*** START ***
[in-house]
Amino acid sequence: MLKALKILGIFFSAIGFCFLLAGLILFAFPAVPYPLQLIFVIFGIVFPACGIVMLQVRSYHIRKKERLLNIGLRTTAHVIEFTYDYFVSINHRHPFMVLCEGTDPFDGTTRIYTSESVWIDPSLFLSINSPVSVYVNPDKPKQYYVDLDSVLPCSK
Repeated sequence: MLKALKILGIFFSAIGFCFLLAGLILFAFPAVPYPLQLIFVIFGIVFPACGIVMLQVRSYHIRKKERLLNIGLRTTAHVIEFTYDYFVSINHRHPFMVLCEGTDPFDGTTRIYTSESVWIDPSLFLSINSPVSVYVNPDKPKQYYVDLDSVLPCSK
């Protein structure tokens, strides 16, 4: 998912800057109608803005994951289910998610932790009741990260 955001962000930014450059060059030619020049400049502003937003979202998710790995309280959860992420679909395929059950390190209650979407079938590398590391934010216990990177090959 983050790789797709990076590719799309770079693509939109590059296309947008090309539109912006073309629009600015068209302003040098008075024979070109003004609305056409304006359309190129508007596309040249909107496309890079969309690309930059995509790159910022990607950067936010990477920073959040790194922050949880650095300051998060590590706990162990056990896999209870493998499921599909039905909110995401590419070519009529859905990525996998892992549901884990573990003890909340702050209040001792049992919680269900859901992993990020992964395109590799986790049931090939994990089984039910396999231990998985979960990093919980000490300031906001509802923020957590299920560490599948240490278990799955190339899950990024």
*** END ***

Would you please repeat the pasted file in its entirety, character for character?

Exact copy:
[in-house]
Amino acid sequence: MLKALKILGIFFSAIGFCFLLAGLILFAFPAVPYPLQLIFVIFGIVFPACGIVMLQVRSYHIRKKERLLNIGLRTTAHVIEFTYDYFVSINHRHPFMVLCEGTDPFDGTTRIYTSESVWIDPSLFLSINSPVSVYVNPDKPKQYYVDLDSVLPCSK
Repeated sequence: MLKALKILGIFFSAIGFCFLLAGLILFAFPAVPYPLQLIFVIFGIVFPACGIVMLQVRSYHIRKKERLLNIGLRTTAHVIEFTYDYFVSINHRHPFMVLCEGTDPFDGTTRIYTSESVWIDPSLFLSINSPVSVYVNPDKPKQYYVDLDSVLPCSK
């Protein structure tokens, strides 16, 4: 998912800057109608803005994951289910998610932790009741990260 955001962000930014450059060059030619020049400049502003937003979202998710790995309280959860992420679909395929059950390190209650979407079938590398590391934010216990990177090959 983050790789797709990076590719799309770079693509939109590059296309947008090309539109912006073309629009600015068209302003040098008075024979070109003004609305056409304006359309190129508007596309040249909107496309890079969309690309930059995509790159910022990607950067936010990477920073959040790194922050949880650095300051998060590590706990162990056990896999209870493998499921599909039905909110995401590419070519009529859905990525996998892992549901884990573990003890909340702050209040001792049992919680269900859901992993990020992964395109590799986790049931090939994990089984039910396999231990998985979960990093919980000490300031906001509802923020957590299920560490599948240490278990799955190339899950990024």